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              Kokuyu Beetle Tip 3-Way Highlighter: One of the store’s more unusual products, the Beetle Tip highlighter is named for it’s unusual two-pronged head (which didn’t really remind me of a beetle, but whatever…). The tip integrates fine and chisel points, allowing thick highlighting over text or thin underlining. The two can be used together to make double lines, one over and one under the line of text being highlighted. Which all seems pretty neat, but I found it hard to get and hold just the right angle to use it any of its 3 modes, especially for double-lines.

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                You can click on the writing sample above to get a full-sized image — hopefully that gives you a pretty good idea of what each pen writers like. Now, on to the rest of the JetPens.com package:

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                  Kadokeshi Stick Eraser: This is an odd bird, but handy – an eraser that’s all corners! The latex eraser twists up (like a Chapstick) and is shaped like a bunch of cubes stuck together, offering 28 corners. Great for fine work, and erases without ripping up your paper. I’m not crazy about the screw-off cap, though – it’s attached to the mechanism you twist to advance the eraser, and it’s all ultra-clear plastic, so you have to look pretty close to make sure you’re twisting right.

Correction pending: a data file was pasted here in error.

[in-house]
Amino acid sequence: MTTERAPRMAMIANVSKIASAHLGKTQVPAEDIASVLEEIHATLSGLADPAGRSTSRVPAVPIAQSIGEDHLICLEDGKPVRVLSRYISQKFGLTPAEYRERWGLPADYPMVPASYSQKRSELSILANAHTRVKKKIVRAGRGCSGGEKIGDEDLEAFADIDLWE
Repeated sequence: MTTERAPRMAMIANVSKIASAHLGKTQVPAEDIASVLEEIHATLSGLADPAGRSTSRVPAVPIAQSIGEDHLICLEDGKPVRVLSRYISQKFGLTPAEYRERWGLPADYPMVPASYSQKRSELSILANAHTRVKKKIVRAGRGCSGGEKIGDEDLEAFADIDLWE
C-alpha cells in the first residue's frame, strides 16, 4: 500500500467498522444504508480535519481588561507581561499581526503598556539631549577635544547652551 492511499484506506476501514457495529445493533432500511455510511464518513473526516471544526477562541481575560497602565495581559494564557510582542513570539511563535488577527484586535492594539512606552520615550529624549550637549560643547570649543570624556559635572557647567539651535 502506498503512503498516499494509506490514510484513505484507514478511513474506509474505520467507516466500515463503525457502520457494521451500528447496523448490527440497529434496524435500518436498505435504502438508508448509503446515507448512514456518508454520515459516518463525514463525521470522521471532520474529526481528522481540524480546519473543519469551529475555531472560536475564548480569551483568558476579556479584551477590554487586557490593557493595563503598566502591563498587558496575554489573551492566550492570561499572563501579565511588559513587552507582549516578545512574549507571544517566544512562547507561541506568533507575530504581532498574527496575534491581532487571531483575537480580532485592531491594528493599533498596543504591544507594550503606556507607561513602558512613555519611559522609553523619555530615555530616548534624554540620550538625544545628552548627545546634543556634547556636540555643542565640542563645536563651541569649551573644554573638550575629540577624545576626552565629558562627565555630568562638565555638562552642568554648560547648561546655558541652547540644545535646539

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                    Nomadic PD-04 Roller Pencil Case: This is a standard-sized pencil case with a roll-out “scroll” that has 5 pen pockets and two small pockets for erasers, paper clips, or similarly small doodads. It’s all very neat and tidy, but I am simply not this organized about my pens – I’d just as soon keep them in my pocket! That’s not to say I don’t use pencil cases – I do – but to hold a lot more than 5 pens. Unfortunately, if you stuff the body of this full of pens, it makes getting the scroll in and out kind of awkward. I imagine there are people out there who love this sort of thing, but I really don’t see myself getting much use out of it.

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                      Kukoyo Systemic Special Cover Refillable Notebook: This refillable notebook cover is pretty handy, and elegant enough for business use. It’s basically an A4-sized (about 6” x 8”) canvas folder – the black part in the image above forms a pocket so you can stick business cards, notes, and other papers in (there’s a pocket on the front and another on the back). There are two ribon bookmarks inside, and the elastic closure to hold it all together. JetPens.com sells refill notebooks, but what really excited me is that medium-sized Moleskine Cahier and Volant notebooks (the soft-cover pads) fit perfectly.